The economic growth among the Asia-Pacific Economic Cooperation (APEC) countries is anticipated to decline, remaining below the global average. This downturn can be attributed to various factors, including the high interest rates slowing down the growth in the United States, sustained recovery in China, and the trade tensions between the two nations hindering commerce.
Ahead of the APEC Leaders Summit in San Francisco, the Policy Support Unit of APEC Secretariat released its latest forecasts, indicating a decrease in the growth rate for the 21-member region from 3.3% in 2023 to 2.8% in 2024.[i]
It is expected that the Gross Domestic Product (GDP) growth rate of APEC will persist below the global average of 3.2% and the rest of the world’s 3.5-3.6%, averaging around 2.9% in 2025 and 2026. Notable downward risks for the Pacific coastal region encompass enduring inflation associated with weather conditions driving up prices of rice and other agricultural products, coupled with disruptions in the fertilizer supply chain. Additional tightening of monetary policies might be necessary to control inflation, potentially further decelerating growth.[ii]
The causes of this decline are primarily outlined as the high interest rates impacting U.S. growth, sustained growth in China, and ongoing trade tensions between the U.S. and China.
Following a relatively stagnant year in 2023 due to China’s subdued growth, it is anticipated that the volume of trade in goods among APEC countries will rebound next year, with a 4.3% increase in exports and a 3.5% rise in imports. However, the growth in both exports and imports is forecasted to peak in 2025 at 4.4%, subsequently experiencing a slight decline in 2026 due to geopolitical fragmentation disrupting longstanding supply relationships.[iii]
Carlos Kuriyama, Director of the Policy Support Unit at APEC, emphasized the importance of reconciling differences between the U.S. and China following years of trade competition and export restrictions stemming from national security concerns. Notably, President Joe Biden of the U.S. and President Xi Jinping of China met face-to-face for the first time a year after their last meeting on November 8, 2022.[iv]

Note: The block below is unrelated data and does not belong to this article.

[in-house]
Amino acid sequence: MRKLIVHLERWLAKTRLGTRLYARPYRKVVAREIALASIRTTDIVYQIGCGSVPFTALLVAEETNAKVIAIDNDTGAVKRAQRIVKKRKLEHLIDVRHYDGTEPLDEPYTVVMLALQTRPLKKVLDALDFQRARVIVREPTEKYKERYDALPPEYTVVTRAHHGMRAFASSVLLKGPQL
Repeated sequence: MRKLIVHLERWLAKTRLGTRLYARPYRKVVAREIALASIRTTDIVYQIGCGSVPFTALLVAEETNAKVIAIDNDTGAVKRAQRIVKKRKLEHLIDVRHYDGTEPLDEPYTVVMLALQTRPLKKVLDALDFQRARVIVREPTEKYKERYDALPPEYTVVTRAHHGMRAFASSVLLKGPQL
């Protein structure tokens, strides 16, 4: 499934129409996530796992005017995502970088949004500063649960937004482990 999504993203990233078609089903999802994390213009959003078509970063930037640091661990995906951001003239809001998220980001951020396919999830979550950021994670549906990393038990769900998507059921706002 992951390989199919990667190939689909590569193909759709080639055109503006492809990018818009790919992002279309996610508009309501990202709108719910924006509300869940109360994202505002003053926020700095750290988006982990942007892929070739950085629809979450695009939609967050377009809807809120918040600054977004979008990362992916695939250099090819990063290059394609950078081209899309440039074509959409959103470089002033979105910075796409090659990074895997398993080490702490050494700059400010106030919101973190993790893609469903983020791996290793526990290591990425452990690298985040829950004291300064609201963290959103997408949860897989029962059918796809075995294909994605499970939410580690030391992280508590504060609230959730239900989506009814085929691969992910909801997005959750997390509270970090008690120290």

Kuriyama highlighted that national security-oriented export controls and other limitations between the U.S. and China have increased costs within optimized supply chains for productivity pre-COVID-19. While a complete return to pre-COVID-19 trade models may not be feasible, avoiding further fragmentation is crucial.
The data underscores the significance of the “re-engagement, de-risking, and avoidance of decoupling between the U.S. and China economies.” Kuriyama opined, “I believe a stable relationship between the U.S. and China is a win-win situation for everyone.”
In conclusion, the economic growth forecasts for APEC countries are poised to decline in the coming years due to various internal and external factors. High interest rates, the slowdown in U.S. growth, stable growth in China, and U.S.-China trade disputes stand out as primary limiting factors. Additionally, risk factors such as export restrictions, weather conditions, and supply chain issues could exacerbate the challenges faced by the region. In this context, appropriate policy measures may be necessary for APEC countries to stimulate and sustain economic growth. Moreover, stabilizing relations between the U.S. and China and fortifying supply chains will be crucial for the region’s economic future.
[i] “APEC’s Growth to Slow as Persistent Inflation, US-China Tensions Weigh-Report”, Reuters, https://www.reuters.com/world/asia-pacific/apecs-growth-slow-persistent-inflation-us-china-tensions-weigh-report-2023-11-13/, (Date of Accession: 13.11.2023).